After a short fever, lasting perhaps two or three days, the children all recovered. “There is no example of anyone that has died of it, and you may believe I am well satisfied of the safety of the experiment, since I intend to try it on my dear little son.”

Mary Wortley Montagu, by Charles Jervas, after 1716
Mary Wortley Montagu with her son Edward, by Jean-Baptiste van Mour

To subject her only son and heir to this procedure was an extraordinary act. To any English person, smallpox was both terrifying and deadly. Just three years previously, Lady Mary herself had almost died of it and her face remained permanently disfigured. (“She was very full [of pox], but not pitted [ie pitied]” ran a typically cruel squib of the day.) When her little boy duly recovered, she vowed to bring “this useful invention into fashion in England”.

Her chance came sooner than expected. In 1721, when the Wortleys were back in England (Edward having muffed again and been ignominiously recalled from his post) a particularly virulent smallpox epidemic engulfed London. To spread the word about the efficacy of the “engrafting method” she’d learned in Constantinople, Lady Mary declared she would publicly vaccinate her daughter, then aged three, with several “learned physicians” as witnesses. The following year Princess Caroline, the Princess of Wales, followed her example, vaccinating two of her own children.

If the medical establishment had been given the chance to reflect soberly on the procedure, things might have played out differently. As it was, a vicious media war ensued, with “vaxxers” and “anti-vaxxers” divided along more or less party lines after the Royal Family, and therefore the Whigs, were seen to be in favour, which meant the Tory opposition papers came out against it. The debate quickly took on violently racist and misogynist tones. It was unthinkable, raged one eminent medical man, that “an Experiment… practised only by a few Ignorant Women, amongst an illiterate and unthinking People,” should be inflicted on “one of the Politest Nations in the World.”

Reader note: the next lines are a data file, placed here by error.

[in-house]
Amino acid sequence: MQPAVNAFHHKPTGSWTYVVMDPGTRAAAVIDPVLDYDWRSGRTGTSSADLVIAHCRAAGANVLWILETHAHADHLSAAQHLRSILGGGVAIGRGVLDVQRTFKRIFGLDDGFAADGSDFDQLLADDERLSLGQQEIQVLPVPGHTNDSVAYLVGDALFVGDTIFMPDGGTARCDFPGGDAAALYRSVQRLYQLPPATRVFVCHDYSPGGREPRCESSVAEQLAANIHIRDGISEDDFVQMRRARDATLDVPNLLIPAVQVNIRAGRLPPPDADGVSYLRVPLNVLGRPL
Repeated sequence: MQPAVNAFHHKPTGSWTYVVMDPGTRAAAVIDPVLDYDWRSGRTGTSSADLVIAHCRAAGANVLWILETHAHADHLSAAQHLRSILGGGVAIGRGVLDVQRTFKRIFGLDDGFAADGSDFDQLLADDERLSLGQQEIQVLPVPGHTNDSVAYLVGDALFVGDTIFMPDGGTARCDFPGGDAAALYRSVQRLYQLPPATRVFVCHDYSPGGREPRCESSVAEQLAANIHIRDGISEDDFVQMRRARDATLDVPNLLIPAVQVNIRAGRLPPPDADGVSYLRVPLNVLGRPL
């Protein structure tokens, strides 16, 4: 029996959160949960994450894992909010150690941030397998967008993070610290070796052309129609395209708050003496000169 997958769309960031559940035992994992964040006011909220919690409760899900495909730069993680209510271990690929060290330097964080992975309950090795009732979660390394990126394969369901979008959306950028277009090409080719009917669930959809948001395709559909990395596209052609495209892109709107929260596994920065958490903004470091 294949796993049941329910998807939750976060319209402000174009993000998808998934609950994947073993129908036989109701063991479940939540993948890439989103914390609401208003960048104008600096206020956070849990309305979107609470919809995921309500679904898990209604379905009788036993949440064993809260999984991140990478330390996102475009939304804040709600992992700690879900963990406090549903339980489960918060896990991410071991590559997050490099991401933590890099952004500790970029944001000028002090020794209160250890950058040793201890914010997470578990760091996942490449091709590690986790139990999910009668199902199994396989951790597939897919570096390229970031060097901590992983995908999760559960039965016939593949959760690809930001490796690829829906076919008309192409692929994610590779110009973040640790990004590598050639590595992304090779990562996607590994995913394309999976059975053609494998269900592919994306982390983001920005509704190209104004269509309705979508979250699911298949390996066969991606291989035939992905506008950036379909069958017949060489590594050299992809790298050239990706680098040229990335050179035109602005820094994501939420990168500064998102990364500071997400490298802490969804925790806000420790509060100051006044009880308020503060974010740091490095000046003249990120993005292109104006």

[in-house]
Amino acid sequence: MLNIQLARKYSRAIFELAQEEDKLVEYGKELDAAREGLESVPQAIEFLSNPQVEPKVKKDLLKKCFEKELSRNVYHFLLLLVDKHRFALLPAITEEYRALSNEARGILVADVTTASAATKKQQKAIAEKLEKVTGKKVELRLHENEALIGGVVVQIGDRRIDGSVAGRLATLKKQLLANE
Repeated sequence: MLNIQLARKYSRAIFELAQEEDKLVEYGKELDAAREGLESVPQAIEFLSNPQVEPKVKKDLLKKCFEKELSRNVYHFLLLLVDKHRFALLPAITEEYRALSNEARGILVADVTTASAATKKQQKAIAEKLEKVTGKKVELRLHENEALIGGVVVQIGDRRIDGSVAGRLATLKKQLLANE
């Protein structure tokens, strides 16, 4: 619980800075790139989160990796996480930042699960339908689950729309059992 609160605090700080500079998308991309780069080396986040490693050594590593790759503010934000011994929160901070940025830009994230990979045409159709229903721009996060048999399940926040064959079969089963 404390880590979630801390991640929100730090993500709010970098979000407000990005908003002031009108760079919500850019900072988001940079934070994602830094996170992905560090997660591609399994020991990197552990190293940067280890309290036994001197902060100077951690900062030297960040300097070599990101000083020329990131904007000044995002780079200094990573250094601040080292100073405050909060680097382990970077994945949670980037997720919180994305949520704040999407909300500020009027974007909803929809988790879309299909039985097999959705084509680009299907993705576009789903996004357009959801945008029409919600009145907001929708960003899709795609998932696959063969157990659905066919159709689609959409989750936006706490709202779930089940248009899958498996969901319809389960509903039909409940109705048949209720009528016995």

This entirely imaginary politesse did not of course extend to Lady Mary herself, who was both praised and vilified in equal measure, and not only in the press. People on the streets of London were openly disrespectful and taught “to hoot at her as an unnatural mother.”

The “progressives” eventually won the day, but the publicity, so toxic to a woman’s reputation, took its toll. The damage was compounded when, some years later, she fell out spectacularly with Alexander Pope. The reasons for this remain obscure. Lady Mary’s family always believed that when Pope made a pass at her she had laughed openly in his face (perhaps because the poet was only 4’ 6” tall after suffering tuberculosis of the spine). Whatever the truth of the story, Pope’s subsequent trolling of his former friend was sustained, vicious, and, once again, ruinously public. He lambasted her as promiscuous, dirty, and unnatural. She was “furious Sappho”, a “Flagrant Whore”, “Lewd Lesbia” and “a sage dame, experienced in her trade”.

Lady Mary and her friends hit back (A Popp upon Pope was the title of one pamphlet) but the damage could not be undone. By now separated from Edward, she spent most of the last twenty years of her life living on the continent, only returning to England just before her death in 1762.

Mary Wortley Montagu is one of the great women of the eighteenth century. Her Turkish Embassy Letters remains one of the finest travel books ever written. If I can be allowed a final piece of personal solidarity, it is this: I have no fewer than three modern editions of her Letters on my bookshelves, but just who, I wonder, outside the musty confines of Eng Lit departments, still reads Pope?

“The Turkish Embassy Letters”
by Mary Wortley Montagu (Eland)

Katie Hickman is the author of ten books; her latest non-fiction work is “Brave Hearted: the Dramatic Story of Women of the American West” (Virago)

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March 2023, People, reputations